When we look for capabilities and technologies above and beyond what we have in banking now, it’s impossible to avoid the elephant in the room: the Internet of Things (IoT). Yet it’s also a little embarrassing, since the reality of this dynamic paradigm certainly hasn’t lived up to the hype.  So let’s start instead with a promising nugget.

One massive concern with this emerging colossus is of course security—with all those new touchpoints embedded in everyday objects, building a solid defense has the potential to be a nightmare. However, according to new research from the Online Trust Alliance (OTA), an industry working group seeking the right balance between enhancing digital trust and promoting innovation, 100% of IoT-related vulnerabilities reported since November of last year could be avoided with ease. That’s right—every vulnerability or privacy issue discovered in connected home products and wearable technologies can be overcome with existing tools and accepted protocols.

This is a big deal to us, because we’re the one industry that will have a bull’s-eye on its back. And it’s also one reason why, despite the unrealized potential, we’ve spent a lot of time on this blog considering the possibilities of IoT.

Late last year, while making a list of foolhardy predictions for 2016, we included the growth prospects for the Internet of Things—and we had good reason. As noted then, “the fact that microchips and sensors can be embedded in every conceivable object means that all ‘things’ that are now single-purpose, static and standalone can take on new functions, evolve consistently, and become connected to all other ‘things’” is a dynamite concept.

After all, for most of their existence, phones could only be used for talking; today, we’re at two and a half million apps. So how many aps might there be for the myriad devices that are now basically brainless but will become as ‘smart’ as the phone once they’re connected? Even with slow progress, the possibilities are endless.

Financial services will be an essential variable in this question. Imagine this scenario: With cameras and an algorithm, the refrigerator ‘sees’ which regular items are running low (milk, eggs, bread, etc.), scans the inventory at local grocery stores (perhaps in search of sales), and makes purchases within its pre-assigned limit. Yes, the debit/credit card is used even without human involvement. That’s the IoT-enabled future.

Which brings us back to the question of security. How easy will it be for those multiple endpoints within each consumer’s environment to get hacked?

First, as a recent article that explains why the Internet of Things is stalling makes clear, concerns over security have the potential to actually boost development and adoption. The overall IoT concept is still too amorphous for the average consumer to grasp, but products that meet everyday needs could go a long way in gaining acceptance for the dynamic. For example, a wide range of home security products that fit perfectly into the IoT framework are finding a big audience precisely because they offer better protection, and that advantage can be extended to other devices.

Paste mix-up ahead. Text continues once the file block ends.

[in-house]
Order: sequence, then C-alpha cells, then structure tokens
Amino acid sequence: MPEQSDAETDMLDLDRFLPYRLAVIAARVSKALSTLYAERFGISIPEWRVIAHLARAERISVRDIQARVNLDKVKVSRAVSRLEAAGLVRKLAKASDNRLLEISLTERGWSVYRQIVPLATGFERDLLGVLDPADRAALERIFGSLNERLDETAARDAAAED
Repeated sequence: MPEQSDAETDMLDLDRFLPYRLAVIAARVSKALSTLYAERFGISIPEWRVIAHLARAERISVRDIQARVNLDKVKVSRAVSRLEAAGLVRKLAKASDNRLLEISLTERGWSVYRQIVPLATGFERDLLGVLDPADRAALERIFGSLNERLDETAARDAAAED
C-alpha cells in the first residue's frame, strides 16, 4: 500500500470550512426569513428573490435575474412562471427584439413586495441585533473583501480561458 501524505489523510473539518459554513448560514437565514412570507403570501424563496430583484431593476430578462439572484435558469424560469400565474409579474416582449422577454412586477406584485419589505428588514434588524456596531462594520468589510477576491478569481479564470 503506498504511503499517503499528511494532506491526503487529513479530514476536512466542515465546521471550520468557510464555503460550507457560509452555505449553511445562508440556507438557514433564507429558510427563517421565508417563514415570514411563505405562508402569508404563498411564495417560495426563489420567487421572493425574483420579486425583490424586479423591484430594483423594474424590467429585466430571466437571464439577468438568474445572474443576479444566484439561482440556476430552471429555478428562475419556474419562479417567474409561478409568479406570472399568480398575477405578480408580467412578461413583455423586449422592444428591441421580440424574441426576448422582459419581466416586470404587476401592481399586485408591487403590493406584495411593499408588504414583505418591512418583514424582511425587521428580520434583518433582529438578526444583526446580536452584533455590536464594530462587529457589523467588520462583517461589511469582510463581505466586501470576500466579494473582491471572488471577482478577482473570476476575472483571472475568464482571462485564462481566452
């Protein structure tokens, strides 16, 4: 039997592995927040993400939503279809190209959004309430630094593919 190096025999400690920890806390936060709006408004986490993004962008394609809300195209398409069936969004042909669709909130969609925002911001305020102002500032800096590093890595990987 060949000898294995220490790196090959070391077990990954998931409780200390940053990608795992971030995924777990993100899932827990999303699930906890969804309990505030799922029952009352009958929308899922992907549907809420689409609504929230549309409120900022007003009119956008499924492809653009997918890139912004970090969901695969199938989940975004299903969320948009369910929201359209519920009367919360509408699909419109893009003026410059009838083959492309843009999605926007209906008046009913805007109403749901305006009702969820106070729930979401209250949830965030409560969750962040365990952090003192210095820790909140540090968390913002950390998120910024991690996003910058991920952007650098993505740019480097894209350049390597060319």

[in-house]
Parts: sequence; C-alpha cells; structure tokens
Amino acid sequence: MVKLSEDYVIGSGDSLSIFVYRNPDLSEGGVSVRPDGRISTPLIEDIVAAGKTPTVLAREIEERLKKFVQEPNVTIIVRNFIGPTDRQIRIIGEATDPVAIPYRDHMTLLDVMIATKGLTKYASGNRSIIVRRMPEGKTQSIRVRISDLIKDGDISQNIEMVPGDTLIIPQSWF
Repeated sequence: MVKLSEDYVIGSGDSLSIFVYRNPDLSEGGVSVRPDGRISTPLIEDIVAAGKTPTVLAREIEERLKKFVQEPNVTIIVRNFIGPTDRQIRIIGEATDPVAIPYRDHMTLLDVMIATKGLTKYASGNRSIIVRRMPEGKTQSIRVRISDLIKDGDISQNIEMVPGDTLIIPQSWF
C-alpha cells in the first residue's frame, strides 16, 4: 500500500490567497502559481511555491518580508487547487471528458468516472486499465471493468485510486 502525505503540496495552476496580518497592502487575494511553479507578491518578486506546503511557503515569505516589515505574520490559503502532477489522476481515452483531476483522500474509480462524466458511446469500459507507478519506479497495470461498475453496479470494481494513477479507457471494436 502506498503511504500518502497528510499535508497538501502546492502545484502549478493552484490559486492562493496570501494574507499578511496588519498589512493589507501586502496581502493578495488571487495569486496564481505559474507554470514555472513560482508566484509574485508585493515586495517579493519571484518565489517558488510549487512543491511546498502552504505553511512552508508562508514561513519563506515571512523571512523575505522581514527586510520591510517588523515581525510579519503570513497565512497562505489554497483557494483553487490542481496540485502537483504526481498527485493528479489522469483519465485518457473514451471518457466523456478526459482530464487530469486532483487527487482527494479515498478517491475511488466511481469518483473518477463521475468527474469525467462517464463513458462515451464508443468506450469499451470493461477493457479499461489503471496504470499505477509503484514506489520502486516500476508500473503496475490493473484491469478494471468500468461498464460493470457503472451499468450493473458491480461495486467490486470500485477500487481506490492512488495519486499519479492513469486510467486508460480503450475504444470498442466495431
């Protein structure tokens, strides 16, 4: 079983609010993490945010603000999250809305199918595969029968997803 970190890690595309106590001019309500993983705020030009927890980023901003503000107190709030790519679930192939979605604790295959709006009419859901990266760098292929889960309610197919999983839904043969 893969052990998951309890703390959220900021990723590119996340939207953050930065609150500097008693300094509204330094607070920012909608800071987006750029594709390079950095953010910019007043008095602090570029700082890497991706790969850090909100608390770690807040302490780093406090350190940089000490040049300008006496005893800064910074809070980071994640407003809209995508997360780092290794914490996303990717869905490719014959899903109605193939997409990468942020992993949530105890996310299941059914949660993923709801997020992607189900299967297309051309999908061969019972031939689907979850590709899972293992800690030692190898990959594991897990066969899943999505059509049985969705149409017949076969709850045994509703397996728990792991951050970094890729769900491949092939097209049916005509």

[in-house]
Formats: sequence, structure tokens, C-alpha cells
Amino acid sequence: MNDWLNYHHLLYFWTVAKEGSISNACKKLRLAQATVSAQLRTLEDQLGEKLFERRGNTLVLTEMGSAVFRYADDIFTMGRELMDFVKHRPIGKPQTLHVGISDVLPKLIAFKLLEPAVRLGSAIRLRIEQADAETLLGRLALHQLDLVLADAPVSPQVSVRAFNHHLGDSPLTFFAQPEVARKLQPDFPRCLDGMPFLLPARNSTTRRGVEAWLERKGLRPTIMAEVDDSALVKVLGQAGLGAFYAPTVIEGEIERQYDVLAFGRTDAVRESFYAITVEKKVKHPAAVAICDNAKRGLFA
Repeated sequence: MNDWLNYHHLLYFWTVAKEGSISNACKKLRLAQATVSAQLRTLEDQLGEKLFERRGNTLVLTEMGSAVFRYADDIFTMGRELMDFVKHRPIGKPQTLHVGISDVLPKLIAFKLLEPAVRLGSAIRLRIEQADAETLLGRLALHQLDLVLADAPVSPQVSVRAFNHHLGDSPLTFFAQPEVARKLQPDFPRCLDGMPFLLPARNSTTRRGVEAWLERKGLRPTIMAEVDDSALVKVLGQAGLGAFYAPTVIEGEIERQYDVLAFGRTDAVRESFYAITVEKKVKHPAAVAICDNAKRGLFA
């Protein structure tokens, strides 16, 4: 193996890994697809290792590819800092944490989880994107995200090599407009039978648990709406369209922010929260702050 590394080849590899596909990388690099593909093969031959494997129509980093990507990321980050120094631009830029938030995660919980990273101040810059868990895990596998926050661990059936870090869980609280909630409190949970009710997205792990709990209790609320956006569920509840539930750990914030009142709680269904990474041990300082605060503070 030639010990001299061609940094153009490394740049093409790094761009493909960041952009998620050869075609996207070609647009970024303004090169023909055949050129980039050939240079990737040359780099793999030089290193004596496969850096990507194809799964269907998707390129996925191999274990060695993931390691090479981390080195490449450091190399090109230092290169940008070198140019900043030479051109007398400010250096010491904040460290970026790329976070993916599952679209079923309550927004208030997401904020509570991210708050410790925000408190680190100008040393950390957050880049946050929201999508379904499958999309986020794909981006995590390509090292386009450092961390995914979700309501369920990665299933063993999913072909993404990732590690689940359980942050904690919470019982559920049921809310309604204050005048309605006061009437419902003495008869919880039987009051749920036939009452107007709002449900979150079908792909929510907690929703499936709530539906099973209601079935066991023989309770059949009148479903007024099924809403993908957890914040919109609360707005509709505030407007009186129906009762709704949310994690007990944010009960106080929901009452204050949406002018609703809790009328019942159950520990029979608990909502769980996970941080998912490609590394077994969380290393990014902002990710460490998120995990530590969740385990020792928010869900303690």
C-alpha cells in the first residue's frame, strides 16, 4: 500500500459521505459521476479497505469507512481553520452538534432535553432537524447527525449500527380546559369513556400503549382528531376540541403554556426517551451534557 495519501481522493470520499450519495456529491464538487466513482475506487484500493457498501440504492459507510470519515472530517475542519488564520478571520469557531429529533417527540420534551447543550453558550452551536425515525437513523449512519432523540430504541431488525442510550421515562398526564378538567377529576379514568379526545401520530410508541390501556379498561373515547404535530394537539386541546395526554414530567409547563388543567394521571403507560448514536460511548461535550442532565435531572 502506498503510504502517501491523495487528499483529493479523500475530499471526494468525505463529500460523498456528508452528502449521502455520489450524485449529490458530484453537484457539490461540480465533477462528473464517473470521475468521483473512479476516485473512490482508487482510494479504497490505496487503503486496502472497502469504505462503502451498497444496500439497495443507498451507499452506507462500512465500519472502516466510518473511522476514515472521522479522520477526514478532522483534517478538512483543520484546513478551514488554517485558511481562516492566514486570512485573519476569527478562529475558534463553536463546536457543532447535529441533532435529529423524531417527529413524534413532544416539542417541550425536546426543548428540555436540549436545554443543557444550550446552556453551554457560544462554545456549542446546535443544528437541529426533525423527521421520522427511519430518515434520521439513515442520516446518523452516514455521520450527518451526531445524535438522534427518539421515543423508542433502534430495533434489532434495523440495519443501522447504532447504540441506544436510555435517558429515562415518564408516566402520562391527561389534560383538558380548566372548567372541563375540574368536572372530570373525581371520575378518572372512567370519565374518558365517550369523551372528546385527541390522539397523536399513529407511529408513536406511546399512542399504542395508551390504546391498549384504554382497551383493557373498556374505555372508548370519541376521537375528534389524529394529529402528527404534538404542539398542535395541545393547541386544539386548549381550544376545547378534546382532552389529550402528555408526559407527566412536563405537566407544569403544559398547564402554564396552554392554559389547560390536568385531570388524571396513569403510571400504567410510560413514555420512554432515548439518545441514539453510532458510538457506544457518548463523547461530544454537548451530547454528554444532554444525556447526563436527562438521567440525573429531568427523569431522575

Meanwhile, it could go the other way—a rash of device extensions that bring convenience without accompanying defenses could lead not only to rampant breaches but unprecedented weaponization of those same tools. This is why the OTA’s study of recent security problems makes for interesting reading, and shows us a path forward.

Some of the weaknesses revealed shouldn’t come as a surprise: Insecure credential management that leave admin controls open; inadequate disclosure of data collection and sharing practices; a lack of rigorous security testing during development, including penetration testing and threat modeling; a lack of encrypted storage; and insufficient plans specifically to address vulnerabilities during the normal product lifecycle.

In other words, the Internet of Things may be new, but some of the problems are quite old. That said, the sheer size of the pending market takes these concerns to a different level. The reality is that as these devices find a home, in the home and elsewhere, many will be embedded with banking-related capabilities, and some will inevitably be breached. When that happens, the blame will go not only to the device maker or the technology service provider, but to the financial services brand involved. That could be a global credit card issuer, or a local branch, or the family accountant, who had nothing to do with the use of IoT tools in the first place.

It’s great that industry bodies such as the OTA are working on new frameworks that can incorporate these challenges, but the banking side needs to step up too. Financial services groups should be developing and propagating finance-specific practices and protocols—some are already out there—and every institution should adapt those to meet its own particular needs. After all, when all ‘things’ can be like an ATM, the peril is almost as great as the promise.

Written by Jack Dougal